In February, we invited New Relic Developer Advocate, Clay Smith, to our Test in Production Meetup to talk about instrumenting CI pipelines. If you’re interested in joining us at a future meetup, you can sign up here.
Clay took a look at the three pillar approach in monitoring—metrics, tracing, and logging. He wanted to explore what tracing looks like within a CI pipeline, and so he observed a single run of a build with multiple steps kicked off by a code commit.
“I wanted to try and apply some of this stuff to understanding AWS CodePipeline that I was using to build some Docker images. The question that I wanted to explore and kind of get into and try to learn more about observability by trying to build something is, if we take this really interesting ideas that were outlined in these posts and apply them to a CI tool, what can we learn and what does that actually look like?”
Watch his talk below.
I’ve had this very long and checkered history with attempting to build CI pipelines. My background’s engineering, not release or operations. It’s been a mixed bag of trying to build pipelines most disastrously with iOS and the Xcode build server. Trying to build something fast and reliable to do these checks that makes it easier to actually deliver software.
I revisited that fairly recently after spending a lot of time in 2017 reading a lot about this notion of observability and just going over some really interesting material on that. The inspiration for this was basically three things I read, kind of what was my reading list in 2017 for observability.
The really interesting thing is a lot of the really interesting posts and thought leadership I guess you could call it, has been very much centered in San Francisco. I think we can more or less blame Twitter to some extent for it.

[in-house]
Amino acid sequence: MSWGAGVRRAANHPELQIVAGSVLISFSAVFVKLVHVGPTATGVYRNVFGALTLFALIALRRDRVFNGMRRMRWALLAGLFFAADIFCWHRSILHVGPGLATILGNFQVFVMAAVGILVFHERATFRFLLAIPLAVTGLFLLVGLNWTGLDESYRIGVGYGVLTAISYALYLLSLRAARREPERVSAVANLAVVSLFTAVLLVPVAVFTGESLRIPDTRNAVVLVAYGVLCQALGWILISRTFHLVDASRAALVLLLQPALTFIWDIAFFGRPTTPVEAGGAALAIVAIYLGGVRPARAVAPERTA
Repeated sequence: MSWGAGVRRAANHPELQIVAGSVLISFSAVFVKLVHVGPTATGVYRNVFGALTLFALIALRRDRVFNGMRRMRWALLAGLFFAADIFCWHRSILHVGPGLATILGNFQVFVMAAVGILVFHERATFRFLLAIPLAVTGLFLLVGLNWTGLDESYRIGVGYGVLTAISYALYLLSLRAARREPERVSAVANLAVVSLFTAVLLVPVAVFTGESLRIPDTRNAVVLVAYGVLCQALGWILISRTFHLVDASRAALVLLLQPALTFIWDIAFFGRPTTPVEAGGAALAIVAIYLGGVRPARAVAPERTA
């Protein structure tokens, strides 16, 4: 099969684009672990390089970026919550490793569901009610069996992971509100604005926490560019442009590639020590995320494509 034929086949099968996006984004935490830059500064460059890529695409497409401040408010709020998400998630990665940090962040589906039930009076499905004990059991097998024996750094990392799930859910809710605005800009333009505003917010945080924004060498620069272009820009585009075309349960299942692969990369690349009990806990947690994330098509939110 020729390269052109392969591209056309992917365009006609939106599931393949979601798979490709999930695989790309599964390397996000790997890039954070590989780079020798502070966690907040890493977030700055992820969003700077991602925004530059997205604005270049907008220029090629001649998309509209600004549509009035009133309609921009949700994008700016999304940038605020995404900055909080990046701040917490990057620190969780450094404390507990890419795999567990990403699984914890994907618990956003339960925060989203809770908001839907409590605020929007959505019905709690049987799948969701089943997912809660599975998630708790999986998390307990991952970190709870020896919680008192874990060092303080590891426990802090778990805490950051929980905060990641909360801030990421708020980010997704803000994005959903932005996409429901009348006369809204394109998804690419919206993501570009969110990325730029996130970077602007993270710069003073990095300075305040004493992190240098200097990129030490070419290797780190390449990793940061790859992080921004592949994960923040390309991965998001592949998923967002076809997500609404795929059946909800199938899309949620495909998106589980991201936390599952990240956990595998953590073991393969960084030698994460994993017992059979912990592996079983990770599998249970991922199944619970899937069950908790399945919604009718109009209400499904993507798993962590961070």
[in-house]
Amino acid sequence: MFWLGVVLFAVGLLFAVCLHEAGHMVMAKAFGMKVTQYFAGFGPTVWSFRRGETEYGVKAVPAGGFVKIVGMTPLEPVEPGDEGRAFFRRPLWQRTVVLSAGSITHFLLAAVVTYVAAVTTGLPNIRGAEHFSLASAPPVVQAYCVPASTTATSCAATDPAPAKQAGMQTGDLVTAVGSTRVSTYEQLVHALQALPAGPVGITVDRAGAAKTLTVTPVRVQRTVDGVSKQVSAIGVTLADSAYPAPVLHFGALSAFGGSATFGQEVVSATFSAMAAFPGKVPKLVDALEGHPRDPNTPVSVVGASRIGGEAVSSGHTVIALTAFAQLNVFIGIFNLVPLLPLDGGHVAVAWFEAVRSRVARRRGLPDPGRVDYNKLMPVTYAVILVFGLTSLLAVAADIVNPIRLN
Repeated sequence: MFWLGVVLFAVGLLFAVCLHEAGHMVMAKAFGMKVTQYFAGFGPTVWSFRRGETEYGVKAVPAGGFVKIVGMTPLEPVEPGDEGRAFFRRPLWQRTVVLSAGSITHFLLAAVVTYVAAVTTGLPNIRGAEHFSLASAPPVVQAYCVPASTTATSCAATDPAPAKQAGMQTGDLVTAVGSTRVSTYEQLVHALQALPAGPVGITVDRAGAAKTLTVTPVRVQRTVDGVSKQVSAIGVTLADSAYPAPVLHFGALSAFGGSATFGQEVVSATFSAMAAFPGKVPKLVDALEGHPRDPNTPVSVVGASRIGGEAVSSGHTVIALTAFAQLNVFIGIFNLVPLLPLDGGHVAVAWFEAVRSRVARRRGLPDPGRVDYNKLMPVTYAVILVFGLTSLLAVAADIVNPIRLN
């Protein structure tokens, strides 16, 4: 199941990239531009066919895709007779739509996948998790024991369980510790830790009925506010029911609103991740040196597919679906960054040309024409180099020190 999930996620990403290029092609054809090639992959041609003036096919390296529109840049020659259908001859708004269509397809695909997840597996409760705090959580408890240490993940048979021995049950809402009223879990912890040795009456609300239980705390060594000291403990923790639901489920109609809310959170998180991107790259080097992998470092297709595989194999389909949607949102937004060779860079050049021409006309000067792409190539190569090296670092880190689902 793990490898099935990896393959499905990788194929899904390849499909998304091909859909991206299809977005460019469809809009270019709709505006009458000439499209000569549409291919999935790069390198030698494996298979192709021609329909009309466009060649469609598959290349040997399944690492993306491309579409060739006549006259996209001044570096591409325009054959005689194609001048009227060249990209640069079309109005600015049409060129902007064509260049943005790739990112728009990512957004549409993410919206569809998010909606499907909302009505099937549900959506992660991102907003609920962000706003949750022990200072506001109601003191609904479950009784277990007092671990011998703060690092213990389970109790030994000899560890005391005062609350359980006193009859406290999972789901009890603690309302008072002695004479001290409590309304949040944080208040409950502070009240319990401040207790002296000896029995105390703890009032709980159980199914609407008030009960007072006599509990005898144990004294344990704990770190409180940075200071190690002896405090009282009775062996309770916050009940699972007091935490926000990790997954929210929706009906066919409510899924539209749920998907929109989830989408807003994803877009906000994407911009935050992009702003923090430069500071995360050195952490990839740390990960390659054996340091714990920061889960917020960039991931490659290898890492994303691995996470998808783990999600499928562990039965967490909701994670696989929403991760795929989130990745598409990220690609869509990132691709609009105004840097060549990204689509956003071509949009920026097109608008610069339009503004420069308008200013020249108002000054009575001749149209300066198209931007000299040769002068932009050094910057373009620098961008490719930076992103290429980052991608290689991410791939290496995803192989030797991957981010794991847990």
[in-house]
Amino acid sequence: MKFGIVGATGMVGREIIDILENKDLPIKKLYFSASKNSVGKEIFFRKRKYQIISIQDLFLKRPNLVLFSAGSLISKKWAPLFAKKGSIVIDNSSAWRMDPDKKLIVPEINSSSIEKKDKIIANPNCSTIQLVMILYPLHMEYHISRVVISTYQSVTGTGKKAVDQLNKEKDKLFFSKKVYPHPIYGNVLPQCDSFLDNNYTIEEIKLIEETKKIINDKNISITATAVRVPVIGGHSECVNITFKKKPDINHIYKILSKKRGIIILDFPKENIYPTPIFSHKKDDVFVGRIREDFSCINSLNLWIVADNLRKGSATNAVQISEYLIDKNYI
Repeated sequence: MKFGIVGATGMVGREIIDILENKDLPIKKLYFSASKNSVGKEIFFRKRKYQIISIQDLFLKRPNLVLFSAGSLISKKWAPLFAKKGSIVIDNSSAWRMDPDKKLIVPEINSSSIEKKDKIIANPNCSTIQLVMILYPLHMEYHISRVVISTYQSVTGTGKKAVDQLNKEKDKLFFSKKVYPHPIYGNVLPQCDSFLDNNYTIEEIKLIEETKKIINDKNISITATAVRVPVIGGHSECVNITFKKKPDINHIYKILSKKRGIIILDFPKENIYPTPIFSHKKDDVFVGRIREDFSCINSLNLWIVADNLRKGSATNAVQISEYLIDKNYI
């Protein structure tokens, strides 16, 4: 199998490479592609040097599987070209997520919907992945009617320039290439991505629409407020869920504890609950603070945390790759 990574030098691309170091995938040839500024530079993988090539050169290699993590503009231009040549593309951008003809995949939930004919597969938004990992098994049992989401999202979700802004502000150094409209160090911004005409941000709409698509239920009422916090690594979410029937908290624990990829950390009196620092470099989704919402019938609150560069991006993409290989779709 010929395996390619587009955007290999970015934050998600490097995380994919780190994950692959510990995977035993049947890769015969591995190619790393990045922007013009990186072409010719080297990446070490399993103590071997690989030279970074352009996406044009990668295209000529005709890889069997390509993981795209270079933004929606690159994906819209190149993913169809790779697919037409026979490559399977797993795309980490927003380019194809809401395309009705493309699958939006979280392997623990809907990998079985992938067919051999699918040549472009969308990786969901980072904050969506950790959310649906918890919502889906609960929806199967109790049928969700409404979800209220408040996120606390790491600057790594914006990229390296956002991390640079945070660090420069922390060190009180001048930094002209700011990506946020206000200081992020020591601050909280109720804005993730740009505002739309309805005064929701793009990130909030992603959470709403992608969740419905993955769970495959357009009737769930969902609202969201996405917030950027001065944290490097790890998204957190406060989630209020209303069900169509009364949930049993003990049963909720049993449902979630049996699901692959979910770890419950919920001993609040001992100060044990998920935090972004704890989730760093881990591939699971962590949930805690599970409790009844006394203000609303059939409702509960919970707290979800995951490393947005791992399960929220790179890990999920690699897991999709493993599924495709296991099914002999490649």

Back in September 2013, they described the situation where Twitter was undergoing rapid growth. They were having issues managing and understanding their distributive systems. They introduced this notion of observability, which isn’t necessarily something new, but it was new in this kind of IT distributive systems context.
In 2017, there were two really great posts I highly recommend you read. They were pretty widely circulated. The first was from Copy Construct’s Cindy Sridharan, she wrote a really amazing post that kind of described that these three things, metrics, logs, and traces are really central to the notion of understanding the work your system does.
We had the three pillars conversation or post, and then slightly before that this Venn diagram from Peter Bourgon. I thought these posts were super cool because again my background isn’t necessarily in operations and caring really deeply about log, or metric, or trace data. I thought the way they presented these ideas was super interesting.
In particular, this Venn diagram that was presented in this post, I thought was really interesting because it got this idea that when we’re talking about metrics, or logs, or traces, which we heard about in the previous talk, there is some sort of relationship between all of them.
I had a couple days right before New Years, and I wanted to try and apply some of this stuff to understanding AWS CodePipeline that I was using to build some Docker images. The question that I wanted to explore and kind of get into and try to learn more about observability by trying to build something is, if we take this really interesting ideas that were outlined in these posts and apply them to a CI tool, what can we learn and what does that actually look like?
I was at Re:invent this year, which was very, very large, I think around 50,000 people. There was a really cool dashboard that Capital One was showing off. I took a photo on my phone, it’s open source. I think they were calling it something like the single view of the DevOps pipeline.
They have some really interesting metrics and graphs around things like build failures, what’s the ticket backlog, what’s the build speed in success, things you would expect. Typically, if you use Jenkins or all these other tools, there’s almost always a way to inspect log output.
Taking the three pillar approach, it seemed like in this view and in other common systems and tools, there wasn’t much necessarily going on with getting a trace of what work is actually going on inside some sort of CI pipeline.
I really wanted to explore that and try and build something in a day or two. The one thing that I kind of changed from the Venn diagram, instead of scoping a trace to a request, what if we just scope it to a single run of a build. Multiple steps kicked off by something like a code commit.